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Fitbit on Wednesday announced the purchase of Coin's wearable payments assets, a takeover which should put Fitbit on a path to launching its own mobile payments technology sometime in 2017, and hence competing even more closely with Apple.
There are "no plans" to integrate Coin's technology into products launching later in 2016, Fitbit said in a press release. Until the Fitbit deal, Coin had already signed up several partners for its wearables platform, like MasterCard, Atlas Wearables, Moov, and Omate.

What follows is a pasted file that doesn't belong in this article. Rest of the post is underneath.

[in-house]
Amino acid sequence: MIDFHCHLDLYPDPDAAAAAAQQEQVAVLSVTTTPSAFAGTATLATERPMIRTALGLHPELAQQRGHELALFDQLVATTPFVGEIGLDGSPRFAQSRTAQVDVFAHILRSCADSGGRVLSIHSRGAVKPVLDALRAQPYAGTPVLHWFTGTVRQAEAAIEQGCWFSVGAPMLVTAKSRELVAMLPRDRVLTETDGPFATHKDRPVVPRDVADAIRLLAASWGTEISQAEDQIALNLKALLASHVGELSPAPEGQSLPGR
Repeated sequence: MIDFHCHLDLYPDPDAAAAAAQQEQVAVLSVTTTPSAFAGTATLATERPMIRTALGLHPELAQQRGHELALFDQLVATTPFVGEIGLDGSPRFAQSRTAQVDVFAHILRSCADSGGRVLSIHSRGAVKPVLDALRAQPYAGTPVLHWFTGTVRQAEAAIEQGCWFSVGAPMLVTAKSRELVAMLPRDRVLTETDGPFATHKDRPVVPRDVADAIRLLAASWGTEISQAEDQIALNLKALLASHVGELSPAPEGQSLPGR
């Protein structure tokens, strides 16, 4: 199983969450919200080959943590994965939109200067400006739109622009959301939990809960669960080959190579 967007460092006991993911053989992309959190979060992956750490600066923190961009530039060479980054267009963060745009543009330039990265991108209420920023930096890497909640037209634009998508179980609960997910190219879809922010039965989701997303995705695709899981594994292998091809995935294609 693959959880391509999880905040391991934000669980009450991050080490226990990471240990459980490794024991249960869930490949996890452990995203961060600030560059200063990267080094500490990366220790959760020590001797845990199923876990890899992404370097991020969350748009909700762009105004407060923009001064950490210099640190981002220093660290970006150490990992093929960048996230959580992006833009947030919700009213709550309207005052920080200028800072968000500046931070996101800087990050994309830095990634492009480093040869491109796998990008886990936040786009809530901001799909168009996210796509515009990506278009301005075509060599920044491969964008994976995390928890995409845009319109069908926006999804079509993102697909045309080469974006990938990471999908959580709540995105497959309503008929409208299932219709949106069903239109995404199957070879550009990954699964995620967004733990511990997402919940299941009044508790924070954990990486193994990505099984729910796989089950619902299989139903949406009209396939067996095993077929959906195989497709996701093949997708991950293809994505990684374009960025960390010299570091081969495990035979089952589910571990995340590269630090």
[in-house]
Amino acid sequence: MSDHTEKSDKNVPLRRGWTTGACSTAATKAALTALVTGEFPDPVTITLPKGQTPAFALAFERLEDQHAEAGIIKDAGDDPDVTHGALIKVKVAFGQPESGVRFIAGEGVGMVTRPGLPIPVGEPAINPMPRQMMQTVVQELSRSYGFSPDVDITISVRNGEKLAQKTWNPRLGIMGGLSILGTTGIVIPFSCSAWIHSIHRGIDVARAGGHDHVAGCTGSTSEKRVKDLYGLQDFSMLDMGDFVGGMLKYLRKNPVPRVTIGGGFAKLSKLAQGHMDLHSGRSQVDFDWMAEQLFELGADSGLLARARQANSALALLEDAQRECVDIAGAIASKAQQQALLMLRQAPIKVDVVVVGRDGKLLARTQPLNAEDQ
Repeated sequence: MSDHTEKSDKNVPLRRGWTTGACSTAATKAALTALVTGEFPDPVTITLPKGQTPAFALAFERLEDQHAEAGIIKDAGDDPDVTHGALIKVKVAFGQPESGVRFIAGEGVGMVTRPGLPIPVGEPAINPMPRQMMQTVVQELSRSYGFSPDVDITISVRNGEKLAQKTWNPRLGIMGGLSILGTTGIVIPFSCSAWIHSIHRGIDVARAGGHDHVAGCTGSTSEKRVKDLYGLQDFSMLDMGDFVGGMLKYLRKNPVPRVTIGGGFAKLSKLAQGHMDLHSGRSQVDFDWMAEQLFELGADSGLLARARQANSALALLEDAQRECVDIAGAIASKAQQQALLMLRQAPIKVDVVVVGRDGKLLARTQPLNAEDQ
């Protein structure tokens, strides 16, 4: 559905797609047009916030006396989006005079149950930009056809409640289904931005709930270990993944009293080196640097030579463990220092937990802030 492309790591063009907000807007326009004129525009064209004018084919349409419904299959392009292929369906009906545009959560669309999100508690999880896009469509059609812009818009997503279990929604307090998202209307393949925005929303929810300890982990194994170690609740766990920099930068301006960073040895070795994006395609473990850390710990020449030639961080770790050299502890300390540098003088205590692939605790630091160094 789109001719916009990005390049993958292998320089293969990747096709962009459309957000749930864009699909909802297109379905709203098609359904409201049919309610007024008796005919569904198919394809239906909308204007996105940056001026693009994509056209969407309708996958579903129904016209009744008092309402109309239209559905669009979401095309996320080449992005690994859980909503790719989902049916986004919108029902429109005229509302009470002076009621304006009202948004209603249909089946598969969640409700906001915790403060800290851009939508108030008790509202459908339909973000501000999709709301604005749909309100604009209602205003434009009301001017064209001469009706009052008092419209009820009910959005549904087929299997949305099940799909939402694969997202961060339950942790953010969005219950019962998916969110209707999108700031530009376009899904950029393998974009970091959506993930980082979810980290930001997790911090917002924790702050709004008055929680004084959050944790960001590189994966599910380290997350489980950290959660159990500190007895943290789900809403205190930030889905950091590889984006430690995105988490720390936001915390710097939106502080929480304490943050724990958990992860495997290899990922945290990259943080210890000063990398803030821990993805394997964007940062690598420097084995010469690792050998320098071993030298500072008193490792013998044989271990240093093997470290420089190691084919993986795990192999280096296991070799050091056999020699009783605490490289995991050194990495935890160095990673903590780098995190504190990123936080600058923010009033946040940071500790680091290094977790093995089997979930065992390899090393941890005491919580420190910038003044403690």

Notably absent from the deal is Coin's signature product, the Coin 2.0, which lets users store multiple credit cards on a single device. The company announced that the Coin 2.0 will no longer be sold, and that existing units will only continue to work for the duration of their batteries, which is up to two years. Coin Rewards and the Coin Developer Program are being shut down immediately.
Fitbit currently leads the wearables market, despite challenges from Apple, Garmin, and a plethora of Android Wear device makers. Although Fitbit's devices are almost exclusively health- and fitness-focused, mobile payments could be a way of staving off competition from the Apple Watch, a more expensive all-in-one device with Apple Pay.
Apple's plans for a second-generation Watch have mostly been kept under wraps. Rumors have suggested however that it might get a standalone 4G connection, allowing people to use it without having an iPhone nearby.